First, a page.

Employees are like snowflakes; no two are exactly the same. They have different personalities and varied backgrounds that shape who they are and how they work.
This diversity plays into how they prefer to be recognized as well. Many managers default to how they desire recognition, but this likely differs from the preferences of their employees. Some like to be praised publicly for all to see. More reserved employees appreciate quieter, private recognition.
Even if a manager approaches recognition with proper intent, recognizing an employee in the wrong way can be off-putting and actually decrease engagement.
It's critical that managers take the time to be authentic with their recognition and appreciation efforts. The more you get to know your employees, the better you can decide how to recognize them. We recommend managers just come out and ask each employee, “How do you like to be recognized?”
The answer to this question uncovers:
Get to know your employees on a personal level so you can determine which types of praise they appreciate the most. When you give recognition, pay attention to how they receive it. If they appear uncomfortable, try a different form of recognition the next time around.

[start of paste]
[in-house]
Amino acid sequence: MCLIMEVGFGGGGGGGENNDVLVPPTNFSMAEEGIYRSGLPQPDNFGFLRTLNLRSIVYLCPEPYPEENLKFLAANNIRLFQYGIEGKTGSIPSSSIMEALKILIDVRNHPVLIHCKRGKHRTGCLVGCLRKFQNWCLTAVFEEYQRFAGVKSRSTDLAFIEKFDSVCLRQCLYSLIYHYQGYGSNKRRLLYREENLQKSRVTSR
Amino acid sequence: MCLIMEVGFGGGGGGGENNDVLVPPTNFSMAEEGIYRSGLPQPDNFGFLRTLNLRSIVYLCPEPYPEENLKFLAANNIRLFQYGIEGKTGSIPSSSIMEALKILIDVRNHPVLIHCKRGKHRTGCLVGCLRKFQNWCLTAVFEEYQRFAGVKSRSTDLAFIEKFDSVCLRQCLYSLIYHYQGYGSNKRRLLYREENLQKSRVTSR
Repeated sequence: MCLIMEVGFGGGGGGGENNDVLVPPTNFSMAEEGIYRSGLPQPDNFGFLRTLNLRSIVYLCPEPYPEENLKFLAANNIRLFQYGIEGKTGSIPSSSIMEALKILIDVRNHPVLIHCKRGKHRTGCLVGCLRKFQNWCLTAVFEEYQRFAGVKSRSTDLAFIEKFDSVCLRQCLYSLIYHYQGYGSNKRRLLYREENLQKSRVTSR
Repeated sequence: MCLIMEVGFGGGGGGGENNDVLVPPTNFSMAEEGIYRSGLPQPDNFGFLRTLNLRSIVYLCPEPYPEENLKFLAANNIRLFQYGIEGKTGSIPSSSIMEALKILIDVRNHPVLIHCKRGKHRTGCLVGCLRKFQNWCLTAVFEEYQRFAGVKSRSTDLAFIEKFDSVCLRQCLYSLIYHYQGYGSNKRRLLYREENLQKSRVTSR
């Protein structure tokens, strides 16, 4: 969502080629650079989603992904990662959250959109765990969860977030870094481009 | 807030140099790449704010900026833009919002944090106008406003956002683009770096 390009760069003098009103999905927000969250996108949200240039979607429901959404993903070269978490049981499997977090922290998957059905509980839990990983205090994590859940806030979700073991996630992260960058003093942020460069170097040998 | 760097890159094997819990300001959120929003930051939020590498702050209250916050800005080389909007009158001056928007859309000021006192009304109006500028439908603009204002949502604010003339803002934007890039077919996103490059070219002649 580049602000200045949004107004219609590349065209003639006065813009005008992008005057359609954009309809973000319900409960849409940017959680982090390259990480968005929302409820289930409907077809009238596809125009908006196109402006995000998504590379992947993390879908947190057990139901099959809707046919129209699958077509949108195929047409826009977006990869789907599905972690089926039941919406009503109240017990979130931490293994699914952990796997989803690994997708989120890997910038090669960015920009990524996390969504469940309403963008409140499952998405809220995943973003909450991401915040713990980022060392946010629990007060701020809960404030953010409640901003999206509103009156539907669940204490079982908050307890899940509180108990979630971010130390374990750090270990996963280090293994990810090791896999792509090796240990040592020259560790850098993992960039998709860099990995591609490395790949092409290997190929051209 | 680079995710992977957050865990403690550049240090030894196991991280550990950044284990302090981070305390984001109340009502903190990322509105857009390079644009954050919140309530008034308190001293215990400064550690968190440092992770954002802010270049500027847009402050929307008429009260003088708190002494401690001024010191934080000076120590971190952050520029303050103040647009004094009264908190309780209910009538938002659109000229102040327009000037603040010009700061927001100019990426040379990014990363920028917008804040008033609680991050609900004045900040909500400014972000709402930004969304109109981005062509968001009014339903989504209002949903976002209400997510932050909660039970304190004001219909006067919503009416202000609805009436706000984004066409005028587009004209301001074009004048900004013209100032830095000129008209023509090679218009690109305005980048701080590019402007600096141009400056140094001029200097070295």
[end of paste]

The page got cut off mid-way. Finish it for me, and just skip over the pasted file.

Genuine, personalized recognition helps drive engagement. Employees that feel valued by their managers are more likely to work harder, search for ways to improve and grow, and stay with their organization. When you reward hard work, you not only energize the recognized employee, but you set an example for others in the organization of what good work looks like.
For great examples of ways to recognize employees (plus some bad ones to avoid), download our free ebook, The 50 Best and Worst Recognition Comments.